It has also been, and still is, the Republicans, who fight a national healthcare system. If we had implemented a national healthcare system 15 years ago, we might at least be able to compete with European countries today, but instead, we have the most expensive healthcare on the planet with some of the worst results in the industrialized world.

              We do need to tighten our belts as a nation. That should start with bringing our military home from every corner of the earth and slashing our military budget drastically. We can't keep borrowing from China to police the world when we have so many domestic problems.

              Let's bust them up in little pieces so they can't hold us hostage like this.

              by RustyCannon on Sun Jun 14, 2009 at 01:17:34 PM PDT

              [ Parent ]

              •  I wish you well. I can only imagine being (2+ / 0-)
                Recommended by:
                Mnemosyne, Matt Z

                promised certain pension benefits and then not being provided them.  

                With that said, we have been living off of borrowed prosperity.  There was a reason why in the post WWII period we had a growing prosperity and were the envy of the world from a business perspective.  We made promises based on some flawed assumptions and it is coming home to roost.  

                In short, we had a huge comparative advantage to be the ecnomic engine of the world (intact infrastructure, dynamic system, huge population, and little to no competition).  Today, most of that has gone away and there is a reason why corporations are seeking overseas labor/manufacturing etc.  We are in worse shape than most of us think and are sorely mistaken that just because the Republicans are out of power that we are in any way heading in the right direction.  Sure, we may not be directly headed toward hell anymore but things are going to get far worse in the next 10 years than most people think.

                We cannot solve our problems with the same thinking we used when we created them. Albert Einstein

                by theotherside on Sun Jun 14, 2009 at 01:41:48 PM PDT

                [ Parent ]

                •  I agree with you there. (1+ / 0-)
                  Recommended by:

                  We are in worse shape than most of us think and are sorely mistaken that just because the Republicans are out of power that we are in any way heading in the right direction.  Sure, we may not be directly headed toward hell anymore but things are going to get far worse in the next 10 years than most people think.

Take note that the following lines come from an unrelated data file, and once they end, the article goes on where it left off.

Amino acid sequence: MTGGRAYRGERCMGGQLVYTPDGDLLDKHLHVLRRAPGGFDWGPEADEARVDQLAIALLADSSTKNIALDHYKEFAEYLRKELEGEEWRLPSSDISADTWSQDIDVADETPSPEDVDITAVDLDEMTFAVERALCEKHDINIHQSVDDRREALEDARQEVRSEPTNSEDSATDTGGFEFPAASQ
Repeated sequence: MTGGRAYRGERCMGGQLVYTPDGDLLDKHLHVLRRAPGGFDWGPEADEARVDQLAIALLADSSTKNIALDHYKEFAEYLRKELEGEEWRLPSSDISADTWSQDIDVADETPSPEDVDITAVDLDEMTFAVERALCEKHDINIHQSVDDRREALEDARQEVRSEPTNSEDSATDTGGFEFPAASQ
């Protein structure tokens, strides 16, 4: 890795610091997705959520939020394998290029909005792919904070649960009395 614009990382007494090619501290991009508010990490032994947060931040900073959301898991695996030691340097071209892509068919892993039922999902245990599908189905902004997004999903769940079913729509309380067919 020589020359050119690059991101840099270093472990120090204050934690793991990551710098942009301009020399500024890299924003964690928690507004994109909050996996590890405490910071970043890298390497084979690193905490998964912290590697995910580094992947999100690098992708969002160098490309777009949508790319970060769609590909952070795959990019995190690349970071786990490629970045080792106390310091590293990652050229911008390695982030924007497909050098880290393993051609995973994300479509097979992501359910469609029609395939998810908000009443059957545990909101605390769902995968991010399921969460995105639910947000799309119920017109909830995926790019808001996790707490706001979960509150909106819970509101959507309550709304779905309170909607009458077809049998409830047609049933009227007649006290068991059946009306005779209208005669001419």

Prior to Reagan, we occasionally borrowed money to get through the hard times, but ever since Reagan, except for the Clinton years, there has been no effort to balance the budget. There have been massive tax cuts with no regard for the consequences.

                  Social Security worked just fine for more than four decades until Republicans decided that they could starve the federal government into dumping it. Reagan also declared war on the unions. It was the unions that gave us a middle class. There was no middle class to speak of prior to the New Deal. We had the rich, the poor, and a small merchant class. Between killing the unions and embracing deregulation, we have seen disaster after disaster since the 80's - the Savings and Loans, the Airlines, and now the banks. Prior to that, we had a relatively stable economy for many decades.

                  Let's bust them up in little pieces so they can't hold us hostage like this.

                  by RustyCannon on Sun Jun 14, 2009 at 02:29:36 PM PDT

                  [ Parent ]

            •  I've tried to discuss them (0+ / 0-)

              and from my point of view, all I get is a lot of boomer-bashing. I'm more than willing.

              The economists whom I trust believe that there is not a major problem in Social Security; they say that any one of various minor changes can be made eventually, with none required now. This includes Krugman, Stiglitz, Dean Baker, Mark Thoma. Admittedly this is a completely self-selected group, but all of economics is so entwined with politics that there is no objective view, and I chose to trust these guys because they are in favor of social insurance. The Republican Party as you know is not, and they have been working a long-range plan to undermine Social Security by convincing young people that it won't be there for them. So many of the economists who've been blowing this horn are the same free-market fanatics who have no credibility left.

              We need Social Security very badly - if anything, the younger generations need it even more than we do. It was always an insane idea to believe that everyone could build up a large enough nest egg to retire on. Many, many people cannot. Social Security benefits should, I believe, be raised so that everyone gets enough to have their most basic needs met. You should be fighting for this for your own sakes.

              Medicare is another matter. If we're reforming the health care system, I don't understand why we're keeping Medicare separate. Let's get everyone in one system. We know how much money is wasted in the health care system.

              We were in pretty good shape when GW Bush took office. His tax cuts and his wars are what are doing us in. To me, the answers are clear: get out of Iraq, don't ramp up in Afghanistan, raise taxes on those who can afford to pay more, cut the military budget, implement single-payer health care, invest heavily in r&d and infrastructure.

              "There -- it's -- you know, one of the hardest parts of my job is to connect Iraq to the war on terror." --GWB

              by denise b on Sun Jun 14, 2009 at 04:52:10 PM PDT

              [ Parent ]

      •  I just spent a week with 100 republicans on (30+ / 0-)